CROI 2014: Natural History of HIV-Related Anal Dysplasia [VIDEO]


The progression of anal dysplasia is highly variable in people with HIV, progressing in some and remaining stable or regressing in others, according to a retrospective analysis of nearly 3000 participants presented at the 21st Conference on Retroviruses and Opportunistic Infections (CROI 2014) last week in Boston. Progression to invasive anal cancer, however, was uncommon.

[Wollelaw Agmas, CROI press conference, March 6, 2014]

Wollelaw Agmasfrom the University of California at San Diego and colleagues followed more than 2800 HIV positive people between 2003 and 2012, looking at changes in Pap smear cytology results over time. Most participants were men, the median age was about 40 years, the median CD4 T-cell count was approximately 380 cells/mm3, and three-quarters were taking antiretroviral therapy.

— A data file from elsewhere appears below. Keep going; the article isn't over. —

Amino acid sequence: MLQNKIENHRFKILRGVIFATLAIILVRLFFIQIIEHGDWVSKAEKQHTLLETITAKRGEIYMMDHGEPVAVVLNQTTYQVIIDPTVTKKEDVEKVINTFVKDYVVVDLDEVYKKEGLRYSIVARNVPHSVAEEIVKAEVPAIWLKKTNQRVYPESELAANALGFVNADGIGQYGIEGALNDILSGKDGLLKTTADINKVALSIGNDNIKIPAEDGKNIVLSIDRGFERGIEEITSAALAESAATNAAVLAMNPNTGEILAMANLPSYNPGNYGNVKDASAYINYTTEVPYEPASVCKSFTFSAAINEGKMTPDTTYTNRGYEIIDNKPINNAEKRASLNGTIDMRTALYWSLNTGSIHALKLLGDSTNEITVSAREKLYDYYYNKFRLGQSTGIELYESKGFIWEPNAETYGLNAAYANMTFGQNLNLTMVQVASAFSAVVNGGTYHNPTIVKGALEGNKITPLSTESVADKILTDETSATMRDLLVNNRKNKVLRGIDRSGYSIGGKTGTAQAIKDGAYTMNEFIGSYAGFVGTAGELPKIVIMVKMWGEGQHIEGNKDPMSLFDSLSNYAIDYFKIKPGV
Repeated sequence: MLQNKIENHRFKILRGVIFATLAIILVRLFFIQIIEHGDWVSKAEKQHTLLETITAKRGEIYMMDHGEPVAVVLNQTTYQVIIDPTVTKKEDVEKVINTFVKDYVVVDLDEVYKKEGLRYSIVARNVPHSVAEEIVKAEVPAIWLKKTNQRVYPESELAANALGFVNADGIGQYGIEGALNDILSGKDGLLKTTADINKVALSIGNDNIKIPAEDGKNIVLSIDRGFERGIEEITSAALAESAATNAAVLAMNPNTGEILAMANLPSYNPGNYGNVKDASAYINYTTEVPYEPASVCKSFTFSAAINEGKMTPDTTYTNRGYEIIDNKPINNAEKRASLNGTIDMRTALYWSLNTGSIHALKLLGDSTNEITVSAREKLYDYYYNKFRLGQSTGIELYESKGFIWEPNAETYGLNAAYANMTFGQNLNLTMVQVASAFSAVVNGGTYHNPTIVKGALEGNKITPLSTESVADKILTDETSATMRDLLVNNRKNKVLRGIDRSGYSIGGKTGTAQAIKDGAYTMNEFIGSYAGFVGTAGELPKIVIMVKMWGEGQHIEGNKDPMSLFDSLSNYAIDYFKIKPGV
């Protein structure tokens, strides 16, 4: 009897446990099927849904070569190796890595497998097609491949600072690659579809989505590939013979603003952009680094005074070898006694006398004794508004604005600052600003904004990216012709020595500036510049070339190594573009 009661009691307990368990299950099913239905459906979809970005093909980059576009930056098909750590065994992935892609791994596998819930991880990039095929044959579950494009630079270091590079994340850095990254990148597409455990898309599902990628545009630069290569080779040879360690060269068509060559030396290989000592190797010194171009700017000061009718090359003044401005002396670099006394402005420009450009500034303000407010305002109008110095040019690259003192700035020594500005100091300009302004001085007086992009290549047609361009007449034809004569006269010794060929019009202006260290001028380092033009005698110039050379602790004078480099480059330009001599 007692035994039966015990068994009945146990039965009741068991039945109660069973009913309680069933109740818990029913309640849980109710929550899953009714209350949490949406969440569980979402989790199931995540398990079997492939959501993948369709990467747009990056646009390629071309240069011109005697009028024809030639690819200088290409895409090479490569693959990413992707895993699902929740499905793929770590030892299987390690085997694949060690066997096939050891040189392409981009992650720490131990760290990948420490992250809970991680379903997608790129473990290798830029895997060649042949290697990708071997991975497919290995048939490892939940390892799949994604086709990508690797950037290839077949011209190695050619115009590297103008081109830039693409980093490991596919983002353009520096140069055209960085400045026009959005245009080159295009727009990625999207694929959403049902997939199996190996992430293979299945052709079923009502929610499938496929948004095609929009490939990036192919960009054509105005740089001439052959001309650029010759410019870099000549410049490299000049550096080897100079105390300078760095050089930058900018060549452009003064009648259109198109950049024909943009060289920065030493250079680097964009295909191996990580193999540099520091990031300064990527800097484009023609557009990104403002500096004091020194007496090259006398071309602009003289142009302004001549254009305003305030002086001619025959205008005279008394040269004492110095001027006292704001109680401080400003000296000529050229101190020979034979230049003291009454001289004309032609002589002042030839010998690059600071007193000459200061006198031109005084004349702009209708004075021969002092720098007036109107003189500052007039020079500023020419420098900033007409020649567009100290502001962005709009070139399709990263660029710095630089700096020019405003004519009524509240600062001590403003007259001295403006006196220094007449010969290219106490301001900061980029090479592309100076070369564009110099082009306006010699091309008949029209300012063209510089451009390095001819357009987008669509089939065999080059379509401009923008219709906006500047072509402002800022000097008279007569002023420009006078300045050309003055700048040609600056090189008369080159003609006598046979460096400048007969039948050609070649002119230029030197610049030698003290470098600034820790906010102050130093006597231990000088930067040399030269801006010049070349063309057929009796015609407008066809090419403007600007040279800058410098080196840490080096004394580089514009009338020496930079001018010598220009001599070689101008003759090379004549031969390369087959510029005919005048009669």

The researchers found that progression from high-grade anal neoplasia to invasive anal cancer was rare, occurring in 2.2%. At the same time, a large proportion of participants experienced neoplasia regression or improvement (up to about 60%, depending on assumptions about test accuracy).

Given these findings, Agmas suggested, "it may be reasonable to defer immediate treatment" in favor of watchful waiting, assuming regular follow-up is assured.



WW Agmas, ER Cachay, C Jackson, et al. Natural History of HIV-Related Anal Dysplasia: A Multi-State Modeling Analysis. 21st Conference on Retroviruses and Opportunistic Infections (CROI 2014). Boston, March 3-6. Abstract 720.